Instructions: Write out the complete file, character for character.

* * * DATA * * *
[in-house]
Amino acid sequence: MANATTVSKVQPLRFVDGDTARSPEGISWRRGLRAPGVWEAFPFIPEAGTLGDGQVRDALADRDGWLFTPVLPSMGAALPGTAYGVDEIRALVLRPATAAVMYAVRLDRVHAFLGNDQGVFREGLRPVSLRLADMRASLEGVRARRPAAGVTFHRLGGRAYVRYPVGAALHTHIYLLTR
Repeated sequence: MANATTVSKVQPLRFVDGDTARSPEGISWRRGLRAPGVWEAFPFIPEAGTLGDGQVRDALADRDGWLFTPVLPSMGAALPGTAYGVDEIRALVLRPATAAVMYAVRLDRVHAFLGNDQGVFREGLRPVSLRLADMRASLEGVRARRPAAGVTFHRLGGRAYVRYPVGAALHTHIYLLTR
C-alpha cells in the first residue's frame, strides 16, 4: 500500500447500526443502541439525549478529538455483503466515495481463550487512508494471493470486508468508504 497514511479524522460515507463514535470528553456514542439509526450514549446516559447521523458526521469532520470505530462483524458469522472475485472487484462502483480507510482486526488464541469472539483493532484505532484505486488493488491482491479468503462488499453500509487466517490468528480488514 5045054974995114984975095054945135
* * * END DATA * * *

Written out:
[in-house]
Amino acid sequence: MANATTVSKVQPLRFVDGDTARSPEGISWRRGLRAPGVWEAFPFIPEAGTLGDGQVRDALADRDGWLFTPVLPSMGAALPGTAYGVDEIRALVLRPATAAVMYAVRLDRVHAFLGNDQGVFREGLRPVSLRLADMRASLEGVRARRPAAGVTFHRLGGRAYVRYPVGAALHTHIYLLTR
Repeated sequence: MANATTVSKVQPLRFVDGDTARSPEGISWRRGLRAPGVWEAFPFIPEAGTLGDGQVRDALADRDGWLFTPVLPSMGAALPGTAYGVDEIRALVLRPATAAVMYAVRLDRVHAFLGNDQGVFREGLRPVSLRLADMRASLEGVRARRPAAGVTFHRLGGRAYVRYPVGAALHTHIYLLTR
C-alpha cells in the first residue's frame, strides 16, 4: 500500500447500526443502541439525549478529538455483503466515495481463550487512508494471493470486508468508504 497514511479524522460515507463514535470528553456514542439509526450514549446516559447521523458526521469532520470505530462483524458469522472475485472487484462502483480507510482486526488464541469472539483493532484505532484505486488493488491482491479468503462488499453500509487466517490468528480488514 5045054974995114984975095054945135